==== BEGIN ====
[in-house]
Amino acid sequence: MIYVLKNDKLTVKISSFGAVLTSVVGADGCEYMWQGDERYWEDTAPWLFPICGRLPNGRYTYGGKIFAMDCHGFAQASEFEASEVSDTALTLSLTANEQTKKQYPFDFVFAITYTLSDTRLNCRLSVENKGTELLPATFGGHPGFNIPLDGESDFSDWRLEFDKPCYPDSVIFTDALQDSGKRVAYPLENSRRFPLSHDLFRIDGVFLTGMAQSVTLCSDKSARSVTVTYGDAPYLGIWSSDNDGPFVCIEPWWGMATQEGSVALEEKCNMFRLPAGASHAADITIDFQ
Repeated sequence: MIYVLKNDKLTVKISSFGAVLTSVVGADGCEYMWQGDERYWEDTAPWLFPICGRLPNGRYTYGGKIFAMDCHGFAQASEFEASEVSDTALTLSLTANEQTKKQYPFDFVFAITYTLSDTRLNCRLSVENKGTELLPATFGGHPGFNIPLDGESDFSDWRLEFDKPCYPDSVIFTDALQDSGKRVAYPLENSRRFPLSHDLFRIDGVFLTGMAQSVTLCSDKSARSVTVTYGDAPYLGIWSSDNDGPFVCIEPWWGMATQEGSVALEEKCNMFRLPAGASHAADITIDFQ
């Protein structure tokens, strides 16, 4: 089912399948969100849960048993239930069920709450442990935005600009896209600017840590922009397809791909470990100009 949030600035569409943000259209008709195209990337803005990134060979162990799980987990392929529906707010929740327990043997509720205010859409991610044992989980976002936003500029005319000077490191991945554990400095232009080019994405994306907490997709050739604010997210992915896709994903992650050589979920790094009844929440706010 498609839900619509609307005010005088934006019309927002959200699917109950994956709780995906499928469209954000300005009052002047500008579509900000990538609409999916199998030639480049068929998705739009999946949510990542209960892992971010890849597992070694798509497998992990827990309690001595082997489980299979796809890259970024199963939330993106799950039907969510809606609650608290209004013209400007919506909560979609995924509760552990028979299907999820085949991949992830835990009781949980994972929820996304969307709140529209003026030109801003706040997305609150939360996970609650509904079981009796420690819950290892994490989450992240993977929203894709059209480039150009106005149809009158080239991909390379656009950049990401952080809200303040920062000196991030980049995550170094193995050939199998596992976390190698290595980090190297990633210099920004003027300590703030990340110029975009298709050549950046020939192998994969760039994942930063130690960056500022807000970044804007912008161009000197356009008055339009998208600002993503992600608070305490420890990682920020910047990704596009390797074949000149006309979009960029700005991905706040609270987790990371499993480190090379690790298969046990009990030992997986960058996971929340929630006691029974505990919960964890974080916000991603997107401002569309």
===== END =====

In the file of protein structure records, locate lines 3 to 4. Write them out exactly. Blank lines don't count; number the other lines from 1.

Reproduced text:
Repeated sequence: MIYVLKNDKLTVKISSFGAVLTSVVGADGCEYMWQGDERYWEDTAPWLFPICGRLPNGRYTYGGKIFAMDCHGFAQASEFEASEVSDTALTLSLTANEQTKKQYPFDFVFAITYTLSDTRLNCRLSVENKGTELLPATFGGHPGFNIPLDGESDFSDWRLEFDKPCYPDSVIFTDALQDSGKRVAYPLENSRRFPLSHDLFRIDGVFLTGMAQSVTLCSDKSARSVTVTYGDAPYLGIWSSDNDGPFVCIEPWWGMATQEGSVALEEKCNMFRLPAGASHAADITIDFQ
């Protein structure tokens, strides 16, 4: 089912399948969100849960048993239930069920709450442990935005600009896209600017840590922009397809791909470990100009 949030600035569409943000259209008709195209990337803005990134060979162990799980987990392929529906707010929740327990043997509720205010859409991610044992989980976002936003500029005319000077490191991945554990400095232009080019994405994306907490997709050739604010997210992915896709994903992650050589979920790094009844929440706010 498609839900619509609307005010005088934006019309927002959200699917109950994956709780995906499928469209954000300005009052002047500008579509900000990538609409999916199998030639480049068929998705739009999946949510990542209960892992971010890849597992070694798509497998992990827990309690001595082997489980299979796809890259970024199963939330993106799950039907969510809606609650608290209004013209400007919506909560979609995924509760552990028979299907999820085949991949992830835990009781949980994972929820996304969307709140529209003026030109801003706040997305609150939360996970609650509904079981009796420690819950290892994490989450992240993977929203894709059209480039150009106005149809009158080239991909390379656009950049990401952080809200303040920062000196991030980049995550170094193995050939199998596992976390190698290595980090190297990633210099920004003027300590703030990340110029975009298709050549950046020939192998994969760039994942930063130690960056500022807000970044804007912008161009000197356009008055339009998208600002993503992600608070305490420890990682920020910047990704596009390797074949000149006309979009960029700005991905706040609270987790990371499993480190090379690790298969046990009990030992997986960058996971929340929630006691029974505990919960964890974080916000991603997107401002569309």